Not to say she had done it selflessly, but still.
Would they throw her away like this, like a used tissue, for something so trivial?
Why be so overly strict? This seemed to her like an extreme overreaction.
Yes, she had done something disrespectful, but it was not as if she had endangered anyone’s life.
All she had done was be silly with a friend for just a few seconds, over the course of a long hour filled with dry and boring speeches, which didn’t even have any new content. She had heard it all before, many times, at school, from her peers, from the teachers.
It was unfair!
Not even a second might have passed, but it felt to her like a minute.
She couldn’t bear the silence in the room. If no one spoke up on her behalf…
“Well, it seems like–”
“I will give the girl a chance.”
The voice was hoarse, but not unpleasant. She looked up again, searching for the speaker. It was obvious whose voice this was, but she wanted to see his face.
“Brilann, are you sure?”
Wade sounded outraged. Whether this was a show to save his face, she didn’t know, and frankly, she couldn’t care less. She would not forget that he had tried to kick her out and ruin her life.
“Have I ever spoken when I was not sure, young man?”
Wade didn’t answer. Now it was him who stared at his feet. Deirdre felt schadenfreude, but gave her utmost to not let her face show emotions this time.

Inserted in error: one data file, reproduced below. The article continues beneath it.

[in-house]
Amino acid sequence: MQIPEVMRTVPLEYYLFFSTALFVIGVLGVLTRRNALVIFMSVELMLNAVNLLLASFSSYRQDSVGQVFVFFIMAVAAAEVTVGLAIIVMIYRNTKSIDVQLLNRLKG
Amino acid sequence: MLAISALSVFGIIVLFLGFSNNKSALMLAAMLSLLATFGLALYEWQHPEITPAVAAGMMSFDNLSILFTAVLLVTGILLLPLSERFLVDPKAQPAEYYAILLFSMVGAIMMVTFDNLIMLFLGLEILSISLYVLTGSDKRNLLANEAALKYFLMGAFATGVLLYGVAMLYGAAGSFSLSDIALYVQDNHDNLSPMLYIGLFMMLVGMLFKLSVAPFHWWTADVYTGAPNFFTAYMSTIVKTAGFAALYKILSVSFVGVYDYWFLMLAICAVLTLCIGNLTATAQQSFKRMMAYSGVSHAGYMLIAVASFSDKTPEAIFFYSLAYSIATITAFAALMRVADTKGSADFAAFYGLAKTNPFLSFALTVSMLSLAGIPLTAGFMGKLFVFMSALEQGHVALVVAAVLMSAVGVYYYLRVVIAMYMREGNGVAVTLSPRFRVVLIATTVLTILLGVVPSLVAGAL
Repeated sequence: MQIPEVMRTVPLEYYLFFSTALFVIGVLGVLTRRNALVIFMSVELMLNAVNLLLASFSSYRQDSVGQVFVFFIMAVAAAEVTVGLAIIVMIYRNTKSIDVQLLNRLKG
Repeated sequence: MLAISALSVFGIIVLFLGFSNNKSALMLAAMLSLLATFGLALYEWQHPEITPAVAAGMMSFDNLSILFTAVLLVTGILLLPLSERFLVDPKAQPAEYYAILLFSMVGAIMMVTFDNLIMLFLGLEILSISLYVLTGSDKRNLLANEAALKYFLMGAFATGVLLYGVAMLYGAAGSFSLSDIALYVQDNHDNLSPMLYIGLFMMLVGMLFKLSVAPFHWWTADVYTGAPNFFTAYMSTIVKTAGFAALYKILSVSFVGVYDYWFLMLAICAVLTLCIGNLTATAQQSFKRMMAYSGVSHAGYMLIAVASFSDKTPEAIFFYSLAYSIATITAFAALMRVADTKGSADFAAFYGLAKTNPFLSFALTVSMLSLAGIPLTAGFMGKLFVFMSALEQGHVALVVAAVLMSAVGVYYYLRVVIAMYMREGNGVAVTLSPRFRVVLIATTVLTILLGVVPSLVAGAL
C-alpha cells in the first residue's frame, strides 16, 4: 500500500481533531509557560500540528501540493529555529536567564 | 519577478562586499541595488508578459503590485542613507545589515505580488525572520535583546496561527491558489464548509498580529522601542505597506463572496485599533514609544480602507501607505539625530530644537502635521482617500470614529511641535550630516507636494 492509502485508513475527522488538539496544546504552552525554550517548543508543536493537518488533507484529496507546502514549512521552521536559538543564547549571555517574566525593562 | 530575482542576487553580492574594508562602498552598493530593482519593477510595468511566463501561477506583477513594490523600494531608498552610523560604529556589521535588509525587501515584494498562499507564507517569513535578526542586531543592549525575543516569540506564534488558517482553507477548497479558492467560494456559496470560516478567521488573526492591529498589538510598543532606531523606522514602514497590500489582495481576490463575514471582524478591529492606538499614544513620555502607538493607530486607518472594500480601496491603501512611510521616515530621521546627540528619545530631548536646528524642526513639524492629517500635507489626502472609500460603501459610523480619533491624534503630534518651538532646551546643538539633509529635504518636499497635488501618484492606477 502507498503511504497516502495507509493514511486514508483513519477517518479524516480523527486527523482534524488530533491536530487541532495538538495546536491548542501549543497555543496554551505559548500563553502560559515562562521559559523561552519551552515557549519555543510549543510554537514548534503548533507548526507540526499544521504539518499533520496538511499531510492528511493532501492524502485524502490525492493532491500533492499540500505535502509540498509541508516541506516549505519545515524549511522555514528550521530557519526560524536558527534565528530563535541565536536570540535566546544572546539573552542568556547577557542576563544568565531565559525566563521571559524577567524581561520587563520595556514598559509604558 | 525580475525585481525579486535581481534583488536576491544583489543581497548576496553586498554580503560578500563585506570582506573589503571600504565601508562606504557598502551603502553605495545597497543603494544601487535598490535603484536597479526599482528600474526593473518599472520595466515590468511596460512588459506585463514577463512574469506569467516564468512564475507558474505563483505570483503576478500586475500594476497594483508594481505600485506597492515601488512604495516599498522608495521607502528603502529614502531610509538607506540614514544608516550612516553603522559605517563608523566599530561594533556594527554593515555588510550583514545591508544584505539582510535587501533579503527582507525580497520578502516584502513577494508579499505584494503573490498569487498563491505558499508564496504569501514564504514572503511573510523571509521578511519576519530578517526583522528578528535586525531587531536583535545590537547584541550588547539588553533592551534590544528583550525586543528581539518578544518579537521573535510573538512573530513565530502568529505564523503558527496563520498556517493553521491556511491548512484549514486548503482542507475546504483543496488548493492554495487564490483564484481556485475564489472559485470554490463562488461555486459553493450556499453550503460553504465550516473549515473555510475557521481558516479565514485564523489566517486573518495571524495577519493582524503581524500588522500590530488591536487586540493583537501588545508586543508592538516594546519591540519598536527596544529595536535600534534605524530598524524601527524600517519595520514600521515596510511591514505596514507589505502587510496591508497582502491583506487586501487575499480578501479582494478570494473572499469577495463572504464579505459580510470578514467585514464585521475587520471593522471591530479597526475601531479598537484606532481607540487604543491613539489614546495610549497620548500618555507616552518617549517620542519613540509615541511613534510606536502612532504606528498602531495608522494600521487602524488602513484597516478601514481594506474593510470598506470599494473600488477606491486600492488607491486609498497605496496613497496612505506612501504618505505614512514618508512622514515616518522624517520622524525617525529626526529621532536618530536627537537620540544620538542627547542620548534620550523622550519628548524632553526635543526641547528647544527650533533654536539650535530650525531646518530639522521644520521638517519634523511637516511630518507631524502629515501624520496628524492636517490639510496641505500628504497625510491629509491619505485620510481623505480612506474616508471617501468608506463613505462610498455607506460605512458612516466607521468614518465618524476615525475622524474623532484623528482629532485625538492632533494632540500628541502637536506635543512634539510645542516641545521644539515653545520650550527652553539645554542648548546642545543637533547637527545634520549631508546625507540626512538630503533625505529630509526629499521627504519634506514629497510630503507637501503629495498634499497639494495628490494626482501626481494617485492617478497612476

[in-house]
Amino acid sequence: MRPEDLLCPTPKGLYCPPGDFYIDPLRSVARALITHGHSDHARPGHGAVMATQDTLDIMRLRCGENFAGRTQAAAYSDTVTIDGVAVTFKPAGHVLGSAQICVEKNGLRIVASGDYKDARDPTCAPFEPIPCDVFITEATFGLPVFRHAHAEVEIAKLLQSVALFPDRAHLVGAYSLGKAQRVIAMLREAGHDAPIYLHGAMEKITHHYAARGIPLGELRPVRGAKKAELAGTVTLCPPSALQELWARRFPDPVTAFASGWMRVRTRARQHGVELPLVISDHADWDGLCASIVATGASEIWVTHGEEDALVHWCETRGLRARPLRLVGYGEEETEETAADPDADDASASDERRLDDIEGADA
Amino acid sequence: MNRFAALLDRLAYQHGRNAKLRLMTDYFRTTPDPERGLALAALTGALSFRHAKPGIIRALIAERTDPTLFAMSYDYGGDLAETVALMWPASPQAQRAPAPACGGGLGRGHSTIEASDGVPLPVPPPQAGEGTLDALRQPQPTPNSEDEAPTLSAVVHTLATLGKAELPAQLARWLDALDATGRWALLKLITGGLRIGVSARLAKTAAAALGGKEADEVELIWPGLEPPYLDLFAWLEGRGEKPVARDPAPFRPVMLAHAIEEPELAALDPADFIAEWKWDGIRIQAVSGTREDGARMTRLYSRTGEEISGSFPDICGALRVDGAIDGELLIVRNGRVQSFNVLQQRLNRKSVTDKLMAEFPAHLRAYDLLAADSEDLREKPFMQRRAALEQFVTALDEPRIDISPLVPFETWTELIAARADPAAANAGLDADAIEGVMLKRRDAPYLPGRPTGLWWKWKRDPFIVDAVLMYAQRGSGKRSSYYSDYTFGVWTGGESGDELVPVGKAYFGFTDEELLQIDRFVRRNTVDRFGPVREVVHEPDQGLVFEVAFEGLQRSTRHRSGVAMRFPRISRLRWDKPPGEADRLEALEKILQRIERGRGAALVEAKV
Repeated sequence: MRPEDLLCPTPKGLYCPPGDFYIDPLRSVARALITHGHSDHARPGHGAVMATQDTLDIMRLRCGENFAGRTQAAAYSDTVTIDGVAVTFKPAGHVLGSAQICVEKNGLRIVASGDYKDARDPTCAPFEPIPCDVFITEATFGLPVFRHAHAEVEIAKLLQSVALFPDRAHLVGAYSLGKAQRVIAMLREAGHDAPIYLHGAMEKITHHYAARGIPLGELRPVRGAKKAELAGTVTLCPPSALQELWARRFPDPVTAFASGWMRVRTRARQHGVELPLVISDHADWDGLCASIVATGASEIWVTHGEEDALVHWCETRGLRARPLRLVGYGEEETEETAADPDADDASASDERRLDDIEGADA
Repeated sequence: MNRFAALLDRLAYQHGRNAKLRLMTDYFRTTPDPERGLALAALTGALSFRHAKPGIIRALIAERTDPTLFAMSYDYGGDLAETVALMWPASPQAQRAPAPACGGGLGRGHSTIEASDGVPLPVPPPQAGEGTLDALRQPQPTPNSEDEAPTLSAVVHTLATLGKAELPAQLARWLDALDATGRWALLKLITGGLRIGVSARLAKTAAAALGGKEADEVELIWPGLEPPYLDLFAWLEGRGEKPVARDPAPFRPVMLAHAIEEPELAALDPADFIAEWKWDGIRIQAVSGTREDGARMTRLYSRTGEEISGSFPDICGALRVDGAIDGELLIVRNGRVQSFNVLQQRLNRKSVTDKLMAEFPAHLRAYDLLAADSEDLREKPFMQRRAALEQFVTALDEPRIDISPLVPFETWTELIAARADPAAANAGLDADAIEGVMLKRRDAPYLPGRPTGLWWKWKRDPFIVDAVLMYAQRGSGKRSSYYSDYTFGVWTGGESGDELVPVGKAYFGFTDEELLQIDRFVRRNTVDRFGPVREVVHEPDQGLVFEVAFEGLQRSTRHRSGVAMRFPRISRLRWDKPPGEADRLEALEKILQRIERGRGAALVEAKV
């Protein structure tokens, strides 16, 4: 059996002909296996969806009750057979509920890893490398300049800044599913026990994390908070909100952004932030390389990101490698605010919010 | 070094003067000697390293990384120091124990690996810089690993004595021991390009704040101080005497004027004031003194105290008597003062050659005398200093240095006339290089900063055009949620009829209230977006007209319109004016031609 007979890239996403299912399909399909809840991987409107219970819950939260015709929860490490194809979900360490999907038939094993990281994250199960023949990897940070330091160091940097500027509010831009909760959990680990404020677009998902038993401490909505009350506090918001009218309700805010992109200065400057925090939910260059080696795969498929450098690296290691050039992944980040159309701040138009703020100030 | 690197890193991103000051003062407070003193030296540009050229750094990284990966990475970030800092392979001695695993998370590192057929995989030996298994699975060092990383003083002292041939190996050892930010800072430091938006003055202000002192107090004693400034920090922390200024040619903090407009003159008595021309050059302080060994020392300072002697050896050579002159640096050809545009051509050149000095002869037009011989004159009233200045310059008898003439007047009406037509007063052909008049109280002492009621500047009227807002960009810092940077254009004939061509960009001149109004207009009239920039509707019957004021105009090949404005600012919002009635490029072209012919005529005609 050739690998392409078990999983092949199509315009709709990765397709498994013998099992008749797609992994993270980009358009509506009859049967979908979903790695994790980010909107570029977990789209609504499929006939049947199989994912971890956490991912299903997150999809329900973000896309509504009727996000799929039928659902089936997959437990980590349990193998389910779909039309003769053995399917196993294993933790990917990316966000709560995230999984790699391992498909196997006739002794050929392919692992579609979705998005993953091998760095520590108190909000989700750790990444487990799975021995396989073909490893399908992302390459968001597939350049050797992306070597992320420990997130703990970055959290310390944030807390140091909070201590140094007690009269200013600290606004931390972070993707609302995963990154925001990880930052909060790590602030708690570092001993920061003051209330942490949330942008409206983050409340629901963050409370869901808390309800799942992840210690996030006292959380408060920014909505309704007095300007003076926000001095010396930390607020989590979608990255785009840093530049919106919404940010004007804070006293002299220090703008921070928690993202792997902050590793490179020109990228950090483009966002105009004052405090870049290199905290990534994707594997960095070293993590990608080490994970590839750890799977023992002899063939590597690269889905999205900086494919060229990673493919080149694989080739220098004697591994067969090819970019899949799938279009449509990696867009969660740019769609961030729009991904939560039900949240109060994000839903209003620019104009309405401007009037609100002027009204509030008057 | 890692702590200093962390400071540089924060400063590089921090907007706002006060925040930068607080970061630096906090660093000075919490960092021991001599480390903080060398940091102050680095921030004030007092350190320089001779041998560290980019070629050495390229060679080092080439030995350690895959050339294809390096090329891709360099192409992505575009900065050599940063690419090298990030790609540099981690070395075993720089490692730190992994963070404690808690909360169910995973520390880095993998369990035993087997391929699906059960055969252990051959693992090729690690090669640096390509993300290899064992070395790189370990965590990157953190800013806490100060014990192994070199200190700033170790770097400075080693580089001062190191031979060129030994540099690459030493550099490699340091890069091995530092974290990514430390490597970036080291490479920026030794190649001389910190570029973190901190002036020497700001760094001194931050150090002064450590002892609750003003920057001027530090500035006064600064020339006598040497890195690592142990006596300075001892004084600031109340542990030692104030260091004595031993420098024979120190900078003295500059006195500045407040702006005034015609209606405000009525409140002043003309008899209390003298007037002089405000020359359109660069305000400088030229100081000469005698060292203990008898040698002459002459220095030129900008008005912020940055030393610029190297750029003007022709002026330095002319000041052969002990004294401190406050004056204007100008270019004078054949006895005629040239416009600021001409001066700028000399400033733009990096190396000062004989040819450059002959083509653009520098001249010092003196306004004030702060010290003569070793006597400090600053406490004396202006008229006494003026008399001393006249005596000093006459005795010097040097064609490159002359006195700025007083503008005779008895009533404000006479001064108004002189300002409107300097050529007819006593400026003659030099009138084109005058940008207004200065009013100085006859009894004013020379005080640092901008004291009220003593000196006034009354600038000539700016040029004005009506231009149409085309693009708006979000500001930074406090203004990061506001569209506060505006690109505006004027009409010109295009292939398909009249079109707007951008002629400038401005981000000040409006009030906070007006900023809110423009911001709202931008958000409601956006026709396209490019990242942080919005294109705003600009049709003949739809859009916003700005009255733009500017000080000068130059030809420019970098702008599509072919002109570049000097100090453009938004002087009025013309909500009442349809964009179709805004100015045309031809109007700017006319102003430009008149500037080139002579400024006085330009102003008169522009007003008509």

“Very well then,” Armstrong said.
He stretched his back, sitting upright, shoulders back, chin up. “This then settles it, for now. I will leave her to you, Brilann. You know what you’re doing.”
The old arch druid said nothing more. His gaze had returned to unknown depths in space and time.
The dark grey sky of her mood ripped open, and a ray of hope shone on Deirdre’s face. It looked like she was saved, at least for now, but she would not forget.
She stared daggers at Wade for a moment, then looked at Armstrong with a questioning expression on her face.
“I hope you are sufficiently shocked, Lieutenant MacBreen. You will not get a second chance, keep that in mind. You are dismissed. Finish whatever business you might still have, then meet with the others of your crew once you get your notification.”
She showed him a salute.
“Yes, Sir!”
Turning around and having only the door in front of her, this time from the inside, with the expectation of cool, fresh air in the corridor, she felt light once more.